Parenting requires patience, effort, and sleepless nights (you as a mother or father can testify that). Yes, it is not an easy task at all. There are times when you may feel like giving up on your child but he is your responsibility and that’s why it is your work to show your kid the right path.
There will be lots of ups and downs in the journey but you need to keep going. Raising a happy, healthy, and intelligent child is nothing less than an art. And, you can master it by learning some parenting lessons from Japanese parents.
Their ways of dealing with kids and parenting are too different than any other parts of the world. Here are 4 things that you can learn from them when it comes to raising your child.
Japanese children are taught equality
In Japan, children clean their classrooms no matter which family they belong to. In this country, rich and poor children attend the same school and study together without any differences in mind.
They are taught the values of living together in a society during their budding years
Too much focus is given on maternal upbringing
In Japan, a kid cannot be sent to kindergarten before the age of 3. Japanese follow a rule that states that parents, especially a mother should spend most of her time with her child during the initial years of his development.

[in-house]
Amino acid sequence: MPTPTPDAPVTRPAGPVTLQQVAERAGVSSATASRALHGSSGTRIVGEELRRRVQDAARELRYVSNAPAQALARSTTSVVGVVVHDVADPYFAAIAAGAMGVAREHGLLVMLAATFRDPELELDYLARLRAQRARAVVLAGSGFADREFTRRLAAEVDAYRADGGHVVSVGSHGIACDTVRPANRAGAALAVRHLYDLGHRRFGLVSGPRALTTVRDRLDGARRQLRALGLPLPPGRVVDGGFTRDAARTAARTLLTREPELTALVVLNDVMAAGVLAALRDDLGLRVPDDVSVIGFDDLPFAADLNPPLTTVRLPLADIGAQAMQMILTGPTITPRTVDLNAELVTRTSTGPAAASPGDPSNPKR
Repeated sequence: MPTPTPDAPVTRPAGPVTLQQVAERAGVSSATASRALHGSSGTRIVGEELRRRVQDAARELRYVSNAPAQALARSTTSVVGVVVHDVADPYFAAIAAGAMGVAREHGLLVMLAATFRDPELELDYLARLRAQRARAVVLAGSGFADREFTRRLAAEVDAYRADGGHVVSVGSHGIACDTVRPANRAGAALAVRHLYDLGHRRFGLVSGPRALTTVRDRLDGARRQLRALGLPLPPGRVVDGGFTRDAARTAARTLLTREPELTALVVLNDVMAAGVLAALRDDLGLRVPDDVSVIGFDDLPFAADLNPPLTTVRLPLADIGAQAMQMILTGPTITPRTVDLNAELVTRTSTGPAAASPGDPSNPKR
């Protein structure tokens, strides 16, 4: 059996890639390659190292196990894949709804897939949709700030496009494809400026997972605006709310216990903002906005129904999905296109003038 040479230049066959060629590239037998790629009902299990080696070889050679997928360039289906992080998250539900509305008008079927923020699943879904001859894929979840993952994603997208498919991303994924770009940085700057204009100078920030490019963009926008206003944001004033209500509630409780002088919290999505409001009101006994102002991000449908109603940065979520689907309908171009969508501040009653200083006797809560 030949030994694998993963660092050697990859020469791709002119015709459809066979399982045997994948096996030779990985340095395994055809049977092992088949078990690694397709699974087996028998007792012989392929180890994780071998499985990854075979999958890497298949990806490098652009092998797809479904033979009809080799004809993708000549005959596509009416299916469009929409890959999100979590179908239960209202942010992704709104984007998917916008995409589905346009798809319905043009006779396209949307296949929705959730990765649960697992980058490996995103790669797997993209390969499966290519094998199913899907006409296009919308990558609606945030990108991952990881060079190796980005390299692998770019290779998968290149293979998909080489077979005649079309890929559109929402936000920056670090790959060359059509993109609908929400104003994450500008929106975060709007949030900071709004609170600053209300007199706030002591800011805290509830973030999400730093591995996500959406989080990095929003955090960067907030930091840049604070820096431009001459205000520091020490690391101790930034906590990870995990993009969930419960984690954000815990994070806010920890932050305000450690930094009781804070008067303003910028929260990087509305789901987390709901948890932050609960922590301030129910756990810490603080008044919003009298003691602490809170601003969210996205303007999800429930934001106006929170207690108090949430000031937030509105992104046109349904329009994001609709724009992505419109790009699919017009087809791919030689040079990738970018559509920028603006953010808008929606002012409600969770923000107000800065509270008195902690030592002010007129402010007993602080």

This is important as it gives a positive environment to the child and that reduces his risk of developing any learning or psychological disorders later in life.
A child’s emotional well-being is given importance
Japanese parents understand that emotional well-being of a child is as significant as his physical well-being. Scolding a kid and making him realise his mistake is important but that should not be done in a harsh manner as that may affect the child’s mental health.
Japanese parents do not believe in praising kids publicly
In Japan, you won’t see a parent showing affection or praising his/her child publicly. They teach their kids to be independent and not to expect or rely on praise or words of encouragement to grow in life.
Honestly, this is a very big lesson Nigerian parents and others have to incorporate into their various families for better upbringing, and healthy well-being of their children and the society at large.